Christmas. Don’t you just love it? I do to a point but mostly I see it as a something to be endured, and, it would appear that I am not alone. On the school run today another mum remarked that she would view it as a success if she manages to survive Christmas by not being broke at the end of it or upsetting too many relatives. The demands on us all from school/home/work at this time of year is exhausting; the sheer volume of stuff going on overwhelming : tombola prizes for school, cakes for the Christmas fair, and, the inevitable scrambling around trying to assemble costumes for the kids to wear for the schools modern, utterly PC take on the nativity. What do mean you didn’t realise Jesus’s dad was Elvis? Jesus is going to be raised gender neutral (of course).

All of this stuff is impossible to remember without the list. Actually it’s multiple lists. A whole pad of lists: the list of presents, school stuff, food, presents for teachers … it’s never ending, mind boggling and enough to have me reaching for the Sherry. And that brings me neatly to the best bit of Christmas – it’s socially acceptable to pour yourself a drink for breakfast (and I need it).

So why does the media try to tell me how easy it can all be? Every time I open up a magazine or the Sunday supplement I am told that I need to drop a dress size before the big day. Sweet Jesus, as if I haven’t got enough to do? And anyway I crave carbs at this time of year to help keep me warm. Dieting seems an impossible task; I think I’ll stick with my ‘magic knickers’ if I feel the need to ‘hide the flab’.

I’m (not) feeling the pressure to get the house ‘Christmas ready’ – stocking up my ‘smug’ fridge, spring cleaning, decorating even… I have fallen into that trap in the past, I had to give myself a talking to the day when I found myself weaving artistic displays of holly, mistletoe and eucalyptus through the bannister on the stairs, woman, what were you thinking?! I’ve even caught myself watching YouTube videos demonstrating how to make the perfect Christmas wreath before and slaving away at the stove making my own pickled onions (they’ve got a hell of a kick – will put hairs on your chest) and as a self confessed foodie of course I’ve whisked up a homemade Christmas pudding. I think I need some Valium in my tea.

On the big day itself many women will subject themselves to a day of complete thankless drudgery. The military operation will begin in the early hours, when it is still dark outside and the menfolk are snoozing peacefully in their beds. Woman puts on her pinny, pulls up a chair at the kitchen table and begins pulling innards out of a frozen bird before trying to squash the damn thing in the oven (luckily as a vegetarian I at least am spared that). She peels mountains of spuds, roasts carrots in honey and caraway seeds, boils and mashes swede and sprinkles roast chestnuts over Brussels sprouts.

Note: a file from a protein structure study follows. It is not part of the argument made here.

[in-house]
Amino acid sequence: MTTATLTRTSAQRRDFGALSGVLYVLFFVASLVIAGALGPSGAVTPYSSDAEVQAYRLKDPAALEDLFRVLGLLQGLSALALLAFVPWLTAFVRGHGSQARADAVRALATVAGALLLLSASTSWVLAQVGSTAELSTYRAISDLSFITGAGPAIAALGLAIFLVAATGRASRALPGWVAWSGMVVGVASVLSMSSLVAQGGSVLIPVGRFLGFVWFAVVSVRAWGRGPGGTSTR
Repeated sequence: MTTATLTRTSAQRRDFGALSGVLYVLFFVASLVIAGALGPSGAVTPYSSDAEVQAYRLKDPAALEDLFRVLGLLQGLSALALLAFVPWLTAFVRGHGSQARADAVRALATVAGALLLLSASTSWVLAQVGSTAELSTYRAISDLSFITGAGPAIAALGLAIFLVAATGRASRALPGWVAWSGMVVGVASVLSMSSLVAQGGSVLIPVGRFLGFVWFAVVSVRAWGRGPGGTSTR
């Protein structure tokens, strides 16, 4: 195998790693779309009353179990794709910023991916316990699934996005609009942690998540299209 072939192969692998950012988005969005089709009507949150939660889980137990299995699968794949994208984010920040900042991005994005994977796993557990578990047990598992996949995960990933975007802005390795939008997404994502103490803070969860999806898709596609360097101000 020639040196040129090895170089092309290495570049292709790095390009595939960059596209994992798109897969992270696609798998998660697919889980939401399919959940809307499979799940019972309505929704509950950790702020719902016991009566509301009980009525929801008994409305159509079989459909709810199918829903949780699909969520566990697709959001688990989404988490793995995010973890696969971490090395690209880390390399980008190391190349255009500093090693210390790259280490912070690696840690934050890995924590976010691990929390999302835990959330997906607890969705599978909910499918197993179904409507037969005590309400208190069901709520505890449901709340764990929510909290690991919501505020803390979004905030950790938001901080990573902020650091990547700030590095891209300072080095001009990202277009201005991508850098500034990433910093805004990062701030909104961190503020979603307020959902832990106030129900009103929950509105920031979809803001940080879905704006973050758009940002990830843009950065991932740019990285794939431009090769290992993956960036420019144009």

This is the bit of Christmas that mystifies me. It’s a roast. Why is it such a big deal? The kids don’t care; they are too excited and full of chocolate coins ‘stolen’ off the tree to want to eat. Woman sweats away in the kitchen preparing the Christmas lunch. It’s like a sauna in there, condensation builds up on the inside of the windows, she has to keep running out of the back door into the garden to cool off. Man wanders in, gives her an affectionate squeeze and offers to open a bottle of red so it has chance to breathe. He then shuffles back into the living room to pop another log on the fire before collapsing into his favourite chair.

This Christmas I urge my fellow woman kind to rebel against this day of slavery and down tools. I want to see complete anarchy because, let’s face it – the kids are happy with mac cheese and the grown ups can get in the bloomin kitchen and muck in if they want a roast. Don’t make it too convoluted and difficult, I’m a veggie (as regular readers will know) I make a nut roast the night before, mr fhb peels the veg and I cook it simply and quickly as I would normally if I was doing a roast dinner. A lot of veggies will roast perfectly together in the same roasting tin. Pop in oven, walk away until cooked. Job done. Go and put your feet up and enjoy the day.

This isn’t a test of endurance,

Rant over.

a rebellious Jules xx

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6 thoughts on “How to survive Christmas

  1. I couldn’t agree with you more. Christmas is a scam. We should just appreciate the extra days off work and chill out with family. My nephew is cooking for us this year. We’ve democratically divided up all tasks to have a nice meal together. Hopefully this will take the strain off everyone.

    Liked by 1 person

  2. i often thought this when i was growing up! My mother was in the kitchen THE WHOLE TIME. It’s such a shame!

    I’m exceptionally lazy so I never do the whole meal by myself. My husband has to chip in if he wants to eat. Plus he’s one of those trophy chefs – he likes to do the turkey because it makes him feel all macho. i assume.

    Liked by 1 person

    1. Lol, yes, the carving of the bird is a #mansjob and I don’t in the way of my husband taking over certain jobs albeit deemed ‘macho’ the way I look at it is that it’s one less thing for me to do!

      Thanks for reading and commenting 😊

      Liked by 1 person

    1. I’d guess that in most households the women are doing the cooking, it’s great that you and your brother are showing your children that domestic tasks should be shared equally. Of course there is more to Christmas then cooking the lunch and (I’m not speaking to you here) but, many men need prompting to carry out tasks: “I don’t know what to do” – putting the management of the household on the woman’s shoulders in addition to her share of domestic tasks is unfair. And, of course if we ask for help we are accused of ‘nagging’


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